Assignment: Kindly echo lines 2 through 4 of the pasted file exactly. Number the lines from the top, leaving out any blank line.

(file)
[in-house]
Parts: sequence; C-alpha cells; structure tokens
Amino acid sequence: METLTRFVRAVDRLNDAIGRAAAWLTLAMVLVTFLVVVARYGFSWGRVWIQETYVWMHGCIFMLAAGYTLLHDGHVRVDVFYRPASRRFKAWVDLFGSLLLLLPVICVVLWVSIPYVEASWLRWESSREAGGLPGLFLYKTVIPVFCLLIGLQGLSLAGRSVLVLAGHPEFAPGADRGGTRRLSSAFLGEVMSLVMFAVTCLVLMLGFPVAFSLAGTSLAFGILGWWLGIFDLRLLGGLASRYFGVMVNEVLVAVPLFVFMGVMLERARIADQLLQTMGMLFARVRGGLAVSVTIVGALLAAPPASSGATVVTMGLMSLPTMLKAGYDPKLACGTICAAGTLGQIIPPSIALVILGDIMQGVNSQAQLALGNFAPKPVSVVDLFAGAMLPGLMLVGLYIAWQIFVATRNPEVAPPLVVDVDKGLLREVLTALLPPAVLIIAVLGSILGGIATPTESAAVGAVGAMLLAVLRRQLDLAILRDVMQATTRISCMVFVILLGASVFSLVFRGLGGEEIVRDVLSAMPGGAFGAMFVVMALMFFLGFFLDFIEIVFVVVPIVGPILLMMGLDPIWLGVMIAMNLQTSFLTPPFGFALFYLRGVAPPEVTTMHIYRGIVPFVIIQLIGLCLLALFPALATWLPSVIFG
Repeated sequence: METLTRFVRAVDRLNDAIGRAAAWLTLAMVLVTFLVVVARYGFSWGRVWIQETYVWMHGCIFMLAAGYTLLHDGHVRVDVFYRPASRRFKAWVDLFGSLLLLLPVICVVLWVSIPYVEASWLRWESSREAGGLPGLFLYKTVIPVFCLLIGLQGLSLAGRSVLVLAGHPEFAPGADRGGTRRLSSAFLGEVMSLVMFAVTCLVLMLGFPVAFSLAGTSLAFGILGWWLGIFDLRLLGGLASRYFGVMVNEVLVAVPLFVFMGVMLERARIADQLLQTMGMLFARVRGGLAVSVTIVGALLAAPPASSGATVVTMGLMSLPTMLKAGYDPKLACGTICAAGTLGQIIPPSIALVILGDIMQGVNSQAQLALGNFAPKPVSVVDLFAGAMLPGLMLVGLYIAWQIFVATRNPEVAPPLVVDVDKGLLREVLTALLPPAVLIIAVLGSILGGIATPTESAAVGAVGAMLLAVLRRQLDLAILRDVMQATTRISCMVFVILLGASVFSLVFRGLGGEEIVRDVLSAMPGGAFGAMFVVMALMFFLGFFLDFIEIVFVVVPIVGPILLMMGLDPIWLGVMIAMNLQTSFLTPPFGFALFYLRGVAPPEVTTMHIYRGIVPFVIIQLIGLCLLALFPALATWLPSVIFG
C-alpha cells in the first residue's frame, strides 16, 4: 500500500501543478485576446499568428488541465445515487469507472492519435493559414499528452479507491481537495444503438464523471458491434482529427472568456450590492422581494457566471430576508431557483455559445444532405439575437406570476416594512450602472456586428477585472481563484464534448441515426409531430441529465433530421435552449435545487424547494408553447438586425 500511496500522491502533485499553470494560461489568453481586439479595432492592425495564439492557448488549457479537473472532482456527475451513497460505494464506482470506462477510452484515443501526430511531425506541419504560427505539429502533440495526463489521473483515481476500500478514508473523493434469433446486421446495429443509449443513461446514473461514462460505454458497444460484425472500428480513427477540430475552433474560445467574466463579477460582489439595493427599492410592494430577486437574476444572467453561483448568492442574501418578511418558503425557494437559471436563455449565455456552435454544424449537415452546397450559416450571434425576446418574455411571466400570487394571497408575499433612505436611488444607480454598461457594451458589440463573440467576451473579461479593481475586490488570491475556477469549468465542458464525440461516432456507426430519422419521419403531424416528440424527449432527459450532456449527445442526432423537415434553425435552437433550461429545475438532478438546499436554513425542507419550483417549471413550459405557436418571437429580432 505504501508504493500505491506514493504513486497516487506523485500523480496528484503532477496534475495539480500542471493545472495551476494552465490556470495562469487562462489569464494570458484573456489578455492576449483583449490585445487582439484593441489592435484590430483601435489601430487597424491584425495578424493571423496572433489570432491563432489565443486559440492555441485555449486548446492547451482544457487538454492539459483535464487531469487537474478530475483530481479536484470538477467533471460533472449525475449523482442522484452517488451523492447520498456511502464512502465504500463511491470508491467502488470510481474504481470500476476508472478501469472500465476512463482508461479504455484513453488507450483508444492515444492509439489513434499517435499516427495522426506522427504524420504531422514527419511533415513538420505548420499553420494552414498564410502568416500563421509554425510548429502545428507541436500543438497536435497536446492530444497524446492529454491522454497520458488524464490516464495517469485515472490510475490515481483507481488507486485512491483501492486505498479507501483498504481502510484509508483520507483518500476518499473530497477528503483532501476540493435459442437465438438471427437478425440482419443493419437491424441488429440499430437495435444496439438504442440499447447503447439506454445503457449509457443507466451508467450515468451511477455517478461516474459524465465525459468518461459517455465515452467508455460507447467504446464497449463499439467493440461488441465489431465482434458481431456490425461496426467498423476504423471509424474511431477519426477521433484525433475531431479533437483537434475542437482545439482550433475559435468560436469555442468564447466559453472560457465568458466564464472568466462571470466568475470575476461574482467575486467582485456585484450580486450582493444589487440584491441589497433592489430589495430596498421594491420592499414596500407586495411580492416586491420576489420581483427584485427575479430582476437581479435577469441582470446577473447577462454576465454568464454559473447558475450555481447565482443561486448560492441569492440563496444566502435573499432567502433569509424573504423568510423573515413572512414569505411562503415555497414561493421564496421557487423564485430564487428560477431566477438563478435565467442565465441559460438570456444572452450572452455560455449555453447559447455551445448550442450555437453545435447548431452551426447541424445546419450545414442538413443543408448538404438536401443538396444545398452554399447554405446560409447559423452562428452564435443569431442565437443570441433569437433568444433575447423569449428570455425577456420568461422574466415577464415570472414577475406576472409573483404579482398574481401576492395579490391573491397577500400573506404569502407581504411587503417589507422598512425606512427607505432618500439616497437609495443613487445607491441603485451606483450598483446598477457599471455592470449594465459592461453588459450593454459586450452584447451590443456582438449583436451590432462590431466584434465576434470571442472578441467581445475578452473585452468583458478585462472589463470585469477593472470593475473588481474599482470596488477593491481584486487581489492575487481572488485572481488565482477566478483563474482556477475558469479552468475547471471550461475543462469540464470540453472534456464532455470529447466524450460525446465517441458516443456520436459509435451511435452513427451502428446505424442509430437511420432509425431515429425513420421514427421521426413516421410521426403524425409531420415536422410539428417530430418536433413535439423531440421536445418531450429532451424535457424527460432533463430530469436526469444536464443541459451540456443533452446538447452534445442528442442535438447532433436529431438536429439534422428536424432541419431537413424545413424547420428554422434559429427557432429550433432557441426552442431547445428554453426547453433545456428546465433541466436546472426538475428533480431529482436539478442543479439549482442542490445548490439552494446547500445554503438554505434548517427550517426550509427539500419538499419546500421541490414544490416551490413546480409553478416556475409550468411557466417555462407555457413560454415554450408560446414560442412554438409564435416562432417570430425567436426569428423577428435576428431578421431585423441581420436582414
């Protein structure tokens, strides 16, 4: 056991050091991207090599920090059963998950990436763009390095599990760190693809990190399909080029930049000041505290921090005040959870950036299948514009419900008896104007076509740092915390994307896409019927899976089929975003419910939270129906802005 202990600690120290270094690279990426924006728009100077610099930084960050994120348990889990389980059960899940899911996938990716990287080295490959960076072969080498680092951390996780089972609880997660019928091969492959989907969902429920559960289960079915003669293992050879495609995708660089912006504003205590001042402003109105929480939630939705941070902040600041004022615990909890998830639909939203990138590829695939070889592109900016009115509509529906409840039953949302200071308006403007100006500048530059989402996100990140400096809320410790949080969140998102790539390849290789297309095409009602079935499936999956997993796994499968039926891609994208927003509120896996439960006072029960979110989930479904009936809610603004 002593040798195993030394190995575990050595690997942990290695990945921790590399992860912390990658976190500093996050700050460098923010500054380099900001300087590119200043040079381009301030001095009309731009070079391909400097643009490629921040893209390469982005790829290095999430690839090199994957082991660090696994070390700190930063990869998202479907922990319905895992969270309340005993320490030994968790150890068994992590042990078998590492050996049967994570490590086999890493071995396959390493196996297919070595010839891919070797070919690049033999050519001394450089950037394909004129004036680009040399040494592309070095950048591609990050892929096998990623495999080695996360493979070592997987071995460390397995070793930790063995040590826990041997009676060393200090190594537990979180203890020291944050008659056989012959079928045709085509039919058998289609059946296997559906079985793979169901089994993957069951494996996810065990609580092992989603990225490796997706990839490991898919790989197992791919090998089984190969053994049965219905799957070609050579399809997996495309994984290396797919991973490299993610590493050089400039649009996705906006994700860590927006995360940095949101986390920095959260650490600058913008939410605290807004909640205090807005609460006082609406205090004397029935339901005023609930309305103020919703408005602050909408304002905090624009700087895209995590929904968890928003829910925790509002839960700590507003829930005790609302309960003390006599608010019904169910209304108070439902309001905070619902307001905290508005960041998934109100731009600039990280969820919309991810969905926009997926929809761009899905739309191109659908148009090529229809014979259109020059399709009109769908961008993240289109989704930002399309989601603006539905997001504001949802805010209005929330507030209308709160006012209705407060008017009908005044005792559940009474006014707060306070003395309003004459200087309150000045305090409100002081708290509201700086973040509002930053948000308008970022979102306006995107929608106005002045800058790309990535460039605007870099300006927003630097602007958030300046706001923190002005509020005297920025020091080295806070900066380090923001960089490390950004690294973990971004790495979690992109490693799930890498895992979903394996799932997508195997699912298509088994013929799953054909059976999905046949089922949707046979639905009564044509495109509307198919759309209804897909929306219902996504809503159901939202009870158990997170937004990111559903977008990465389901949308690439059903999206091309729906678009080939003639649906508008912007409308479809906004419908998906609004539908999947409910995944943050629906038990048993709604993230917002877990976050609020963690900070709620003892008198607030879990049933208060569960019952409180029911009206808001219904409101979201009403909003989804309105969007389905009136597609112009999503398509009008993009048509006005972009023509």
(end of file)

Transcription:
Parts: sequence; C-alpha cells; structure tokens
Amino acid sequence: METLTRFVRAVDRLNDAIGRAAAWLTLAMVLVTFLVVVARYGFSWGRVWIQETYVWMHGCIFMLAAGYTLLHDGHVRVDVFYRPASRRFKAWVDLFGSLLLLLPVICVVLWVSIPYVEASWLRWESSREAGGLPGLFLYKTVIPVFCLLIGLQGLSLAGRSVLVLAGHPEFAPGADRGGTRRLSSAFLGEVMSLVMFAVTCLVLMLGFPVAFSLAGTSLAFGILGWWLGIFDLRLLGGLASRYFGVMVNEVLVAVPLFVFMGVMLERARIADQLLQTMGMLFARVRGGLAVSVTIVGALLAAPPASSGATVVTMGLMSLPTMLKAGYDPKLACGTICAAGTLGQIIPPSIALVILGDIMQGVNSQAQLALGNFAPKPVSVVDLFAGAMLPGLMLVGLYIAWQIFVATRNPEVAPPLVVDVDKGLLREVLTALLPPAVLIIAVLGSILGGIATPTESAAVGAVGAMLLAVLRRQLDLAILRDVMQATTRISCMVFVILLGASVFSLVFRGLGGEEIVRDVLSAMPGGAFGAMFVVMALMFFLGFFLDFIEIVFVVVPIVGPILLMMGLDPIWLGVMIAMNLQTSFLTPPFGFALFYLRGVAPPEVTTMHIYRGIVPFVIIQLIGLCLLALFPALATWLPSVIFG
Repeated sequence: METLTRFVRAVDRLNDAIGRAAAWLTLAMVLVTFLVVVARYGFSWGRVWIQETYVWMHGCIFMLAAGYTLLHDGHVRVDVFYRPASRRFKAWVDLFGSLLLLLPVICVVLWVSIPYVEASWLRWESSREAGGLPGLFLYKTVIPVFCLLIGLQGLSLAGRSVLVLAGHPEFAPGADRGGTRRLSSAFLGEVMSLVMFAVTCLVLMLGFPVAFSLAGTSLAFGILGWWLGIFDLRLLGGLASRYFGVMVNEVLVAVPLFVFMGVMLERARIADQLLQTMGMLFARVRGGLAVSVTIVGALLAAPPASSGATVVTMGLMSLPTMLKAGYDPKLACGTICAAGTLGQIIPPSIALVILGDIMQGVNSQAQLALGNFAPKPVSVVDLFAGAMLPGLMLVGLYIAWQIFVATRNPEVAPPLVVDVDKGLLREVLTALLPPAVLIIAVLGSILGGIATPTESAAVGAVGAMLLAVLRRQLDLAILRDVMQATTRISCMVFVILLGASVFSLVFRGLGGEEIVRDVLSAMPGGAFGAMFVVMALMFFLGFFLDFIEIVFVVVPIVGPILLMMGLDPIWLGVMIAMNLQTSFLTPPFGFALFYLRGVAPPEVTTMHIYRGIVPFVIIQLIGLCLLALFPALATWLPSVIFG